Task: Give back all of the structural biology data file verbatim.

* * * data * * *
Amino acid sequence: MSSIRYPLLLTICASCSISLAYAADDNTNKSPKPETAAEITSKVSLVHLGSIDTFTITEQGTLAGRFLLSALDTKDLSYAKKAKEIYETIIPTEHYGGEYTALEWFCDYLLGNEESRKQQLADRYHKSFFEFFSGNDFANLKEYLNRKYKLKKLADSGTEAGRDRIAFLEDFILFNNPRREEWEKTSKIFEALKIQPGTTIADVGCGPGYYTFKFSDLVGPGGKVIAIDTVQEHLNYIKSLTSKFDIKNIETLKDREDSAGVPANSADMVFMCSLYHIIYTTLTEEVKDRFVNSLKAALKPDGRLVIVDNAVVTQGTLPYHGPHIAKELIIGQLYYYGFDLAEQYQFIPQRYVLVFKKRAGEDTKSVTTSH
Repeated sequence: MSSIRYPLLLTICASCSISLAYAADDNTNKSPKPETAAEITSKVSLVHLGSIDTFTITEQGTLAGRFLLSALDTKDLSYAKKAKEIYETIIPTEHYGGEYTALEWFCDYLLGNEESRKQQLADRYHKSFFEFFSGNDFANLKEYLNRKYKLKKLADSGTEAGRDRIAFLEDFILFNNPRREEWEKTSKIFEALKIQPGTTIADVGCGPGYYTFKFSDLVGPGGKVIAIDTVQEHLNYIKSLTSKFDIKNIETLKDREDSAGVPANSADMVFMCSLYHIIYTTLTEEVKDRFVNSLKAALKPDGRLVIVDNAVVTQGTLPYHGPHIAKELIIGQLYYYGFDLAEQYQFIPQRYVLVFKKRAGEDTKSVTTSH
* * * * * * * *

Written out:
Amino acid sequence: MSSIRYPLLLTICASCSISLAYAADDNTNKSPKPETAAEITSKVSLVHLGSIDTFTITEQGTLAGRFLLSALDTKDLSYAKKAKEIYETIIPTEHYGGEYTALEWFCDYLLGNEESRKQQLADRYHKSFFEFFSGNDFANLKEYLNRKYKLKKLADSGTEAGRDRIAFLEDFILFNNPRREEWEKTSKIFEALKIQPGTTIADVGCGPGYYTFKFSDLVGPGGKVIAIDTVQEHLNYIKSLTSKFDIKNIETLKDREDSAGVPANSADMVFMCSLYHIIYTTLTEEVKDRFVNSLKAALKPDGRLVIVDNAVVTQGTLPYHGPHIAKELIIGQLYYYGFDLAEQYQFIPQRYVLVFKKRAGEDTKSVTTSH
Repeated sequence: MSSIRYPLLLTICASCSISLAYAADDNTNKSPKPETAAEITSKVSLVHLGSIDTFTITEQGTLAGRFLLSALDTKDLSYAKKAKEIYETIIPTEHYGGEYTALEWFCDYLLGNEESRKQQLADRYHKSFFEFFSGNDFANLKEYLNRKYKLKKLADSGTEAGRDRIAFLEDFILFNNPRREEWEKTSKIFEALKIQPGTTIADVGCGPGYYTFKFSDLVGPGGKVIAIDTVQEHLNYIKSLTSKFDIKNIETLKDREDSAGVPANSADMVFMCSLYHIIYTTLTEEVKDRFVNSLKAALKPDGRLVIVDNAVVTQGTLPYHGPHIAKELIIGQLYYYGFDLAEQYQFIPQRYVLVFKKRAGEDTKSVTTSH